Being mother to a nearly-three year old can be a pretty frustrating job at times, especially if you also have an older child. The temptation is to assume that your younger child is just as emotionally and mentally advanced as their older sibling.
For example, my mother tells this great story of how, when I was tiny and playing up in the supermarket she found herself barking "For heaven's sake Potty! You're behaving like a two year old!" at me. And then stopped herself, as she remembered that actually, I was. Two years old.
I try to keep that in mind on the rare occasions (ha!) when I'm shocked at my younger son doing two year old stuff. Spilling drinks. Messing things up. Throwing tantrums. You know, all the things that sound perfectly normal child behaviour whilst it isn't actually happening to you. But whilst he isn't as grown up as his brother in many ways, in others he's more than a match for his parents. New parents, be warned. Don't try the same tactics on your second child as those that worked on your first. Big mistake.
This evening at the dinner table, Husband and I were trying to encourage our younger son to eat his dinner by himself. Some mothers would no doubt be shocked to encounter a child who prefers to have his food spooned into his mouth at the great age of 2 years 9 months. Others simply roll their eyes and mutter 'been there, done that, am wearing the filthy t-shirt'. I'm one of the latter.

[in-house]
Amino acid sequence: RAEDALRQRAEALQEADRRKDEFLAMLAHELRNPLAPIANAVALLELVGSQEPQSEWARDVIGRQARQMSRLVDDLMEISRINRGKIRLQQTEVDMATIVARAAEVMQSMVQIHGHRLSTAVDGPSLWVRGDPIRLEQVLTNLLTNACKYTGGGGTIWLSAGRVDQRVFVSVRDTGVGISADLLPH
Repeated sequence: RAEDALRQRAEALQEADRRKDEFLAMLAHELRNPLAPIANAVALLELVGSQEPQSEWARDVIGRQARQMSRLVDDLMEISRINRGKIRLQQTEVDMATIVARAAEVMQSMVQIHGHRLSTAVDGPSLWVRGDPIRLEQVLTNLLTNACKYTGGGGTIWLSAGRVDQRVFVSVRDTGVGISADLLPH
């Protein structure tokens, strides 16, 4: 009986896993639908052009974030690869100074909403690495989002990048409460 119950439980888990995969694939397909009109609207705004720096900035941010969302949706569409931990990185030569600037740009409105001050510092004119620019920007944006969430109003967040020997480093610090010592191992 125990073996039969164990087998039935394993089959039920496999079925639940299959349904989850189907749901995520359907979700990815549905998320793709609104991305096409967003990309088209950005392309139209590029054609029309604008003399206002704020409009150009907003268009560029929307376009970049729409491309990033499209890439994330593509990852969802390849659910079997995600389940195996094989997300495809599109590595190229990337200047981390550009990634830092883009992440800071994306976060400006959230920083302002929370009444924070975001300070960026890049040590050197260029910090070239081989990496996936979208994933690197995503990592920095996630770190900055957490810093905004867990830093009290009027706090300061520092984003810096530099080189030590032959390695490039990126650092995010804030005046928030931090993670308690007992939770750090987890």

Don't get me wrong, Boy #2 can feed himself. If he's hungry enough, or if he likes it enough, or if it's finger food, no problem. Quite often though, he just can't... be.... bothered. And whilst I would like to be of the 'if you don't feed yourself, you don't eat' school of mothering, I don't have the time, the inclination or frankly the hardness of heart to carry that through. So, around 20% of the time, there I am, playing mother hen to a baby bird.
This evening, after fruitlessly trying to encourage him to eat solo, Husband decided to try some reverse psychology on our little angel. It worked - and still works - on his older brother, so why not?
Husband: "Actually, don't do it Boy #2. I don't think Boy #2 can feed himself, do you Mama?"
Me (it's risky, but let's try it): "No, you're probably right. I don't think he can either."
Boy #1 (catching on fast, as ever): "And neither do I."
Boy #2 looked around the table in amazement. What were we all saying? Could he hear us correctly? He reached for his spoon. Grinned. And handed it to me. "No. Can't. You. Do. It. Mama."